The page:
October 25 is party day for novelist Anne Tyler. Born
in Minneapolis, Minnesota, in 1941, her father, Lloyd Parry Tyler, was a chemist and her
mother, Phyllis Mahon Tyler, a social worker. Anne is the author of a wide range of novels, including Searching
for Caleb (1974), The Accidental Tourist (1985), and
Breathing Lessons (1988), which won for her the
Pulitzer Prize for
Fiction in 1989.
"I mean you're given all these lessons for the
unimportant things - piano-playing, typing. You're given years of lessons
in how to do in normal life. But how about parenthood? Or marriage,
either, come to think of it. Before you can drive a car you need a
state-approved course of instruction, but driving a car is nothing,
nothing, compared to living day in and day out with a husband and rising
up a new human being." - from Breathing Lessons
Tyler's parents moved frequently,
living mostly in Quaker
communes throughout the South and Midwest before finally settling in
Raleigh, North Carolina. She was home schooled and largely ignorant of
the technological advances of society. She spent most of her youth
shoeless, and she enrolled in public school for the first time at the age of
11. Her classmates were amazed that she'd never used a telephone.
She said, "My upbringing made me view the normal world with a certain amount
of distance...to this day I am surprised by the taste of Coca-Cola."
Since she had difficulty falling asleep at night, she devised a game
in which she would tell herself made up stories. Most of them were
centered around people who had difficulty coping with the everyday stress
and strain of life and the changes required to survive.
At the age of 19, Tyler was graduated from Duke University,
where she won the Anne Flexner Award for creative writing on two occasions. Her
first published short story, Laura, appeared in Duke University's
literary magazine, the Archive. She completed her post-graduate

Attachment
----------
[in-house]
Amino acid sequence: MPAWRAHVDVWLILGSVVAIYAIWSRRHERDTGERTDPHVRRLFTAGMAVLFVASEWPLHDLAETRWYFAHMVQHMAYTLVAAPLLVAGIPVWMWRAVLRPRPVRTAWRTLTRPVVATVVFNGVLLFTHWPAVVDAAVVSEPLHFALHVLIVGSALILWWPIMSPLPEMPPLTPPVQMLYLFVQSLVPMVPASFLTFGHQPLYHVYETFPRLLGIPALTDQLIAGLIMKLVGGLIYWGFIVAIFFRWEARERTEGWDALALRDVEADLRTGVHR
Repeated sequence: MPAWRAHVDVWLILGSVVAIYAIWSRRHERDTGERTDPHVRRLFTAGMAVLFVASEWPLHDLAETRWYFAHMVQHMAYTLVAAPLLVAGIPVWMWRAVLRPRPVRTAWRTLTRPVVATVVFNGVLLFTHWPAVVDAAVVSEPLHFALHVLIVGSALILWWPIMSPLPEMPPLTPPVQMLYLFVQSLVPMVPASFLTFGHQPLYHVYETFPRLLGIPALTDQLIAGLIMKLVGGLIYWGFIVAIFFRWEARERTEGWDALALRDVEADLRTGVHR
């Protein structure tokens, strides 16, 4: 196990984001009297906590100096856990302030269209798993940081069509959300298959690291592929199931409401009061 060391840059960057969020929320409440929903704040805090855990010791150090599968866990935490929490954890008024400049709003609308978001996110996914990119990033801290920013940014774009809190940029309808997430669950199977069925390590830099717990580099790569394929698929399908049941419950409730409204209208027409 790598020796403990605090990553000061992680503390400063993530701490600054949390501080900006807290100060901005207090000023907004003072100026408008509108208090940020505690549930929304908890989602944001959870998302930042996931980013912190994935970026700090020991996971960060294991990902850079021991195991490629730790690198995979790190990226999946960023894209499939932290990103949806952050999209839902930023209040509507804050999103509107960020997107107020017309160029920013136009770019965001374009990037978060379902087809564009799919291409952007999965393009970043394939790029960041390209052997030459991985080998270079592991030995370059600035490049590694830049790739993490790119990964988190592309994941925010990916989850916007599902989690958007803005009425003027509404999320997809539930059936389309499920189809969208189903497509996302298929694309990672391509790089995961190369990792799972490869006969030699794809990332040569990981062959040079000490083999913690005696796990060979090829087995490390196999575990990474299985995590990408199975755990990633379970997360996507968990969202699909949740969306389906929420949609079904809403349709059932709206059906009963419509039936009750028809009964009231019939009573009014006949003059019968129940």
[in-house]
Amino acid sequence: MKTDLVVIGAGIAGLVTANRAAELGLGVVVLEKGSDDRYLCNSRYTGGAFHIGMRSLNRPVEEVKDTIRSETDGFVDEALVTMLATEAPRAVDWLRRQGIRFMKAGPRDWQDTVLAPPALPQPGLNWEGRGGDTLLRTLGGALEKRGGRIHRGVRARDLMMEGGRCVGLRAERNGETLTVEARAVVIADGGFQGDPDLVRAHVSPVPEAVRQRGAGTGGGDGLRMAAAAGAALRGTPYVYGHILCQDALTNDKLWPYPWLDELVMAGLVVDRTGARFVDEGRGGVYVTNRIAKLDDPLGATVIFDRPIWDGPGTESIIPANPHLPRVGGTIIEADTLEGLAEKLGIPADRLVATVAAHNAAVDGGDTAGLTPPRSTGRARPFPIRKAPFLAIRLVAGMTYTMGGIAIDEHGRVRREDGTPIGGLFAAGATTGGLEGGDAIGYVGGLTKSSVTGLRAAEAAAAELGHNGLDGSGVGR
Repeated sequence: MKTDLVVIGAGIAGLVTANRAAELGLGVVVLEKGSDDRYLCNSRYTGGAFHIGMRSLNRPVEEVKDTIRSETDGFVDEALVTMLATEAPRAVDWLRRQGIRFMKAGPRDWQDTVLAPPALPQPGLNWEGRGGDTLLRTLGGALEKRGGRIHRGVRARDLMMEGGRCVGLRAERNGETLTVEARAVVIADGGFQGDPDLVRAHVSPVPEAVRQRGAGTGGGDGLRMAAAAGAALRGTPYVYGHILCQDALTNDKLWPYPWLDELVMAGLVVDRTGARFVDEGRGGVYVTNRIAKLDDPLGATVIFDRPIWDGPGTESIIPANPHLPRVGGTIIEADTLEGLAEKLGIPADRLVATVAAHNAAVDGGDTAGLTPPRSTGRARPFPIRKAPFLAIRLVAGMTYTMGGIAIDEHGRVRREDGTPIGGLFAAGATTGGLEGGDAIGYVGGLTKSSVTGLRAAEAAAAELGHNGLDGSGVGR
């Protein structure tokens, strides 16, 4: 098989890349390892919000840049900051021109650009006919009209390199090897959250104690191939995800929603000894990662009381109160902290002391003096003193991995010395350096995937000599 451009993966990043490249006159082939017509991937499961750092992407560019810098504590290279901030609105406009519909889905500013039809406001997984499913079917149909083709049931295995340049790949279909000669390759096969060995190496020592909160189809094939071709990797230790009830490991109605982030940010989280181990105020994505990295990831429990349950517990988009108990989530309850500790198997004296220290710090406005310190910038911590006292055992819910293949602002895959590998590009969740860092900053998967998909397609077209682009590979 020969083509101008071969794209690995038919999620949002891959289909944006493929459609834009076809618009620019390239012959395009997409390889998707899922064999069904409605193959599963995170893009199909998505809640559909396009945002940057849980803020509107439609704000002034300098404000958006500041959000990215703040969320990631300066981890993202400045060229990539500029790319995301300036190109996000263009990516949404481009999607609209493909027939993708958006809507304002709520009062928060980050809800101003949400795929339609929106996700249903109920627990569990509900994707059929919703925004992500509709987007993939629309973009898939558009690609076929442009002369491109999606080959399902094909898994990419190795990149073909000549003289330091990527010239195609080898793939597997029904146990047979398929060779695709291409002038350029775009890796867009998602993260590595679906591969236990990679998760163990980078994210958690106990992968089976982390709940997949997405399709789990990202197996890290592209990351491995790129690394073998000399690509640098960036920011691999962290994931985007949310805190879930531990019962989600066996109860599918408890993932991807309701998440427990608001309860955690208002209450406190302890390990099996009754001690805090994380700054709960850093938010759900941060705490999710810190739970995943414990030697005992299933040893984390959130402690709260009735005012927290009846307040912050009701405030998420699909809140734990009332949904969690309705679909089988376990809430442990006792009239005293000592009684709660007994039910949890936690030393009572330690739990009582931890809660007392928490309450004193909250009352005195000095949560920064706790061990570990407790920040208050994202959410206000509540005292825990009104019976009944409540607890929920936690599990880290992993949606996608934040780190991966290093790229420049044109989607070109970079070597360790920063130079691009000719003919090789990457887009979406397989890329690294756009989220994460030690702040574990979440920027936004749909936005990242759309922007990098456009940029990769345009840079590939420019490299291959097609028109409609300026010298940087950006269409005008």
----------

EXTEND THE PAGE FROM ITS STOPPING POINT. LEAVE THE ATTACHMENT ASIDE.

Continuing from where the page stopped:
work in Russian studies at Columbia University before settling in Baltimore,
which would become her primary home in life. She married Taghi
Modarressi, a psychologist from Iran, in1963, and the couple have two
Tyler's first novel proved difficult for her. She had
trouble finding an ending for it. When she accidentally left the
manuscript on an airplane, she was forced to rewrite it from scratch, which
resulted in If Morning Ever Comes (1964).
She went on writing and publishing novels while raising her
children, doing all of her writing between the hours of 8:00 AM and 3:30 PM,
when her daughters were at school. She said, "If things [were] going
well, I [would] feel a little drugged by the events in my story...When the
children [rang] the doorbell I [would] have trouble sorting my lives
out...We bake cookies. Run the dog. Argue. My characters
grow paler and paler and finally slink away."
Most of Tyler's novels are set in Baltimore. The
city's Roland Park area is one of the places where her characters Macon
Leary of The Accidental Tourist, Delia Grinstead from Ladder of
Years, and the Peck Family in Searching for Caleb live.
Muriel Pritchett from the Accidental Tourist, the Tull family in
Dinner at the Homesick Restaurant, and Rebecca Davitch of Back When
We Were Grownups call the city's Charles Village home.
Tyler gave very few interviews in her early career and
fewer still as the years passed. She long ago decided that she enjoyed
being a private person. She doesn't do book tours and nearly never
appears in person or on talk shows. If she responds to questions by
reporters, she usually does so in writing.
Anne Tyler said, "[I write because] I want to live other
lives. I've never quite believed that one chance is all I get.
Writing is my way of making other chances. It's lucky I do it on
paper. Probably I would be schizophrenic--and six times divorced—if I
Tyler, whose most recent book is The Amateur Marriage
(2003), one said, "There aren't enough quiet, gentle, basically
good people in [contemporary fiction.]"
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